Studio Ghibli, the Japanese animation studio founded in 1985, has been one of the most important creative forces in contemporary screen culture, producing work of singular beauty, spirit and inventiveness. Its best-known figure is Hayao Miyazaki, the filmmaker who has given us masterpieces such as My Neighbour Totoro and Spirited Away.
The Tale of Princess Kaguya is the work of one of the studio’s co-founders, Isao Takahata, who is less well-known and less prolific than Miyazaki, but no less intriguing. It is his first film in 14 years and possibly his last. Both men, now in their seventies, have said that they have directed their final features.
The Tale of Princess Kaguya has a distinctive, distilled look, a little different from what we have come to expect from Ghibli. Takahata has opted for a watercolour aesthetic, with a sense of movement coming from flowing brush strokes or jagged pencil lines. There is a lively immediacy in what we see; it is almost as if a line is being drawn right in front of us. Single frames or stills don’t do the film justice.
In this adaptation of a famous Japanese folktale, an elderly bamboo-cutter discovers a tiny, Thumbelina-sized baby girl in a tree in the forest. He takes her home to his wife; in her arms the baby suddenly morphs into a normal-sized baby. She lives with the couple, plays with local children, and keeps growing apace. The children call her Little Bamboo, because she grows so fast. One particular playmate, a boy called Sutemaru, means more to her than anyone else.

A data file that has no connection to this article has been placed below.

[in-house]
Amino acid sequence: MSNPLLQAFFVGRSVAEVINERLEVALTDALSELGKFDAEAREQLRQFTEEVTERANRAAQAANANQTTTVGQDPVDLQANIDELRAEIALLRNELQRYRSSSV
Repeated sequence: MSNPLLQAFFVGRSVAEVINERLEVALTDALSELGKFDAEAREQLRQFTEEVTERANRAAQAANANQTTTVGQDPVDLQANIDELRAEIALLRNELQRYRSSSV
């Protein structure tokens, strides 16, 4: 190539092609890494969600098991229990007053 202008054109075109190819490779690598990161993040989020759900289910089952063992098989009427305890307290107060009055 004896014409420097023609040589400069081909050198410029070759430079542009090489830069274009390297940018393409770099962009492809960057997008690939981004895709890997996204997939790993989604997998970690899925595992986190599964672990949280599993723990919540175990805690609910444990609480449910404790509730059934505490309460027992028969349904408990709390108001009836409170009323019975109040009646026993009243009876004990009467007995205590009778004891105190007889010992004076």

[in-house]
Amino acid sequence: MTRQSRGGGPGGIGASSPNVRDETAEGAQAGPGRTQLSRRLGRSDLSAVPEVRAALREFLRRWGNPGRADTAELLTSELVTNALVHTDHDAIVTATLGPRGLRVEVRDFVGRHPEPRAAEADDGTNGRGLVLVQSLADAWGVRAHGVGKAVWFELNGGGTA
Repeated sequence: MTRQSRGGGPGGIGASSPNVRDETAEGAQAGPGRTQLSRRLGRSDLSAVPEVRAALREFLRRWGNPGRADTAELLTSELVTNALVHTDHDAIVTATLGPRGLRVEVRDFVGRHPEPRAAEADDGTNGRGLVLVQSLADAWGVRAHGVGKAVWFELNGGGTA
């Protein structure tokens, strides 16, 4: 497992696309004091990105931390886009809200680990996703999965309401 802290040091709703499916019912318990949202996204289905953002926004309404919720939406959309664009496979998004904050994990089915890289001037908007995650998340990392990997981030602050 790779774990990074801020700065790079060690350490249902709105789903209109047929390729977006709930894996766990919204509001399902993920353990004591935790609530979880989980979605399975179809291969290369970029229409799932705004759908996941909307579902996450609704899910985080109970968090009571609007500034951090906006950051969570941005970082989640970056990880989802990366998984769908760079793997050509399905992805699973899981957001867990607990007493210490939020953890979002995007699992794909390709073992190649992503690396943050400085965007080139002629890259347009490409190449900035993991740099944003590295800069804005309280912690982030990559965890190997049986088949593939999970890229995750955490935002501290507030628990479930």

In another trip to the forest, the bamboo cutter finds gold and silken clothes hidden in a tree; this convinces him that the child is a princess, and this is her dowry. He decides that she must be brought up accordingly. So he acquires a mansion in the city, and sets about preparing the girl for the life of a noble. The name Kaguya, which means shining, is bestowed on her. Suitors call and ask for her hand; it seems as if she has left the world of the countryside far behind.
The visual style shifts and changes as the story unfolds, slowly and in somewhat episodic fashion, over more than two hours. We see the detail of Little Bamboo’s beloved natural world, as well as the elegant dimensions of her new life. There are some striking sequences that reflect the complexity of her emotions. One particular highlight is a frantic, hectically expressed fantasy of escape; a soaring dream of flight that comes near the end of the film is filled with both joy and melancholy.
There are light-hearted moments but there is something about Princess Kaguya’s experience that is moving and tragic. It is hard – perhaps even impossible – for her to become who she wants to be, or to live the life she might have aspired to.
This new release screens as part of a six-film Ghibli showcase. It includes The Wind Rises, Miyazaki’s most recent film, and an early masterpiece from each director, both of which were released in 1988. From Miyazaki it is the peerless My Neighbour Totoro, the story of two small girls who move to the countryside and encounter magic and wonder while their sick mother convalesces in a hospital nearby. From Takahata, it is Grave of the Fireflies, a wrenching story of children struggling to survive after the devastation of the World War II bombings.
The showcase also features two recent documentaries that give us surprising insights into the world of Ghibli, and explicitly confront questions about its future. Isao Takahata and his Tale of Princess Kaguya is a frank two-part account of a fraught, protracted and idiosyncratic creative process. Mami Sunada’s graceful The Kingdom of Dreams and Madness, a more substantial work, covers some of the same ground, but within a broader context, focusing on life behind the scenes as Miyazaki was making The Wind Rises and Takahata was labouring over Princess Kaguya. Among other things, the film highlights the role of another important and enabling figure, producer Toshio Suzuki.
Studio Ghibli, it is clear, is in a stage of transition; this is an anxious time for its admirers. But these two sets of features, made 25 years apart, remind us just how remarkable its achievements have been, and continue to be.